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Specimen Days & Collect [Unrecorded] by  Walt (1819-1892) WHITMAN - First Edition - 1882 - from Fine Editions Ltd and

Specimen Days & Collect [Unrecorded]

by WHITMAN, Walt (1819-1892)

Condition: Fine-

Philadelphia (London]: David McKay [Trübner & Co.], 1882. First Edition. Decorative Cloth. Fine-. Second Printing (per BAL, not, as often described, second issue), with sepia photograph printed (not pasted on stiff coated paper, as in the first printing) of Whitman and a butterfly tipped in at p. 122. (The first printing only appeared under the Rees Welsh imprint; later printings were published by McKay, who bought out Rees Welsh in November, 1882. Additionally, our copy bears the rubber-stamped imprint of London publisher and bookseller Trübner & Co., founded by Nicholas Trübner (1817-1884), who had "business connections with leading American writers and publishers." (DNB LVII, pp. 262-63.). Small 8vo: vi,7-374pp, with final advertisement leaf. Original mustard-yellow S cloth, spine and front cover lettered, ruled and decorated in gilt, mottled blue end papers, all edges trimmed. BAL Binding C. A tight, nearly Fine copy (apparently unread), pages just barely toned, else clean and bright throughout. BAL 21422 and 21627. Myerson A11.1.b2. Wells, pp. 27-28. A collected assortment of prose, including youthful reminiscences, early tales, travel diaries, nature notes, and observations made during the Civil War, together with a few poems, his essay the 'Death of Abraham Lincoln,' and the prose stream from Two Rivulets. The book was another Whitman compendium, bringing together between one set of covers a diverse group of writings. "He thought of it as a prose volume to match his Leaves of Grass, and Rees Welsh published it in a matching binding so that buyers could own an attractive set of Whitman's work." (Folsom, Whitman Making Books/Books Making Whitman) The photograph appears opposite a page where Whitman talks of the "white butterflies" that he sees on one of his trips to Timber Creek in New Jersey: "You can even tame such insects," he writes; "I have one big and handsome moth down here, knows and comes to me, likes me to hold him up on my extended hand." N. B. With few exceptions (always identified), we only stock books in exceptional condition, carefully preserved in archival, removable mylar sleeves. All orders are packaged with care and posted promptly. Satisfaction guaranteed. (Fine Editions Ltd is a member of the Independent Online Booksellers Association, and we subscribe to its codes of ethics.).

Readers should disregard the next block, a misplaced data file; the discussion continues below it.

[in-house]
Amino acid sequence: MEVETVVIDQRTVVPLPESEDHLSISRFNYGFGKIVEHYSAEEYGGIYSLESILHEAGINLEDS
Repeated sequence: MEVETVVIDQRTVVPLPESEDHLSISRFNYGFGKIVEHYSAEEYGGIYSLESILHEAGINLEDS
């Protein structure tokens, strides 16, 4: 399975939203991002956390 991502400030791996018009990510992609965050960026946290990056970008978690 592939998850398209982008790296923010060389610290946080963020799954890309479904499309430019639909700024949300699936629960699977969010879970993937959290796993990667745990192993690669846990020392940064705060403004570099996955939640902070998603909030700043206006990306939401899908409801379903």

WALT WHITMAN (1819–1892), perhaps the most influential poet in American history, was born on Long Island but raised in Brooklyn, New York. Serving at various times as a printer’s devil, journeyman compositor, itinerant schoolteacher, newspaper editor, and unofficial nurse to Northern and Southern soldiers during the Civil War, he acquired a broad view of American life, central to his identity as a poet. His “American epic” Leaves of Grass —though initially controversial for its frank depiction of sexuality—earned him the title of the father of free verse. He continued to edit and reprint Leaves of Grass up until his death, in addition to writing new works of poetry and Democratic Vistas , a work of comparative politics.


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